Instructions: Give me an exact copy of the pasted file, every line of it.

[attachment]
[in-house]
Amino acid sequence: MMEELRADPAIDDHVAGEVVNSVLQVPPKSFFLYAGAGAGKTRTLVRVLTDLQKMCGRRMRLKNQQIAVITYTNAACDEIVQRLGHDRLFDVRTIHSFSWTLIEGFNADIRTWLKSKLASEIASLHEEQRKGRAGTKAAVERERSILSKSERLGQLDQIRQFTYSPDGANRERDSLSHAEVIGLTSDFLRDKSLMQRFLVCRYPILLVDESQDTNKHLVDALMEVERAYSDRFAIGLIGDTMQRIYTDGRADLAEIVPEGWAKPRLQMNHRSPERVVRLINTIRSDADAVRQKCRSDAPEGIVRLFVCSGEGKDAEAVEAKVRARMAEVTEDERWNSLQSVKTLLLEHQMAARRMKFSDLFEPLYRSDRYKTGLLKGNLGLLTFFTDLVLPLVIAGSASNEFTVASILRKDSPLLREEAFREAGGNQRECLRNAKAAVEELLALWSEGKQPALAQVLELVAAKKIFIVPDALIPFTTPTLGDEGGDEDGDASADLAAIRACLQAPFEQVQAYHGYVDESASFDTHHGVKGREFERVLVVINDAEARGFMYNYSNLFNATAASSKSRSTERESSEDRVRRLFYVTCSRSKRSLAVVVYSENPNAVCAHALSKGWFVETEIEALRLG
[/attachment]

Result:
[in-house]
Amino acid sequence: MMEELRADPAIDDHVAGEVVNSVLQVPPKSFFLYAGAGAGKTRTLVRVLTDLQKMCGRRMRLKNQQIAVITYTNAACDEIVQRLGHDRLFDVRTIHSFSWTLIEGFNADIRTWLKSKLASEIASLHEEQRKGRAGTKAAVERERSILSKSERLGQLDQIRQFTYSPDGANRERDSLSHAEVIGLTSDFLRDKSLMQRFLVCRYPILLVDESQDTNKHLVDALMEVERAYSDRFAIGLIGDTMQRIYTDGRADLAEIVPEGWAKPRLQMNHRSPERVVRLINTIRSDADAVRQKCRSDAPEGIVRLFVCSGEGKDAEAVEAKVRARMAEVTEDERWNSLQSVKTLLLEHQMAARRMKFSDLFEPLYRSDRYKTGLLKGNLGLLTFFTDLVLPLVIAGSASNEFTVASILRKDSPLLREEAFREAGGNQRECLRNAKAAVEELLALWSEGKQPALAQVLELVAAKKIFIVPDALIPFTTPTLGDEGGDEDGDASADLAAIRACLQAPFEQVQAYHGYVDESASFDTHHGVKGREFERVLVVINDAEARGFMYNYSNLFNATAASSKSRSTERESSEDRVRRLFYVTCSRSKRSLAVVVYSENPNAVCAHALSKGWFVETEIEALRLG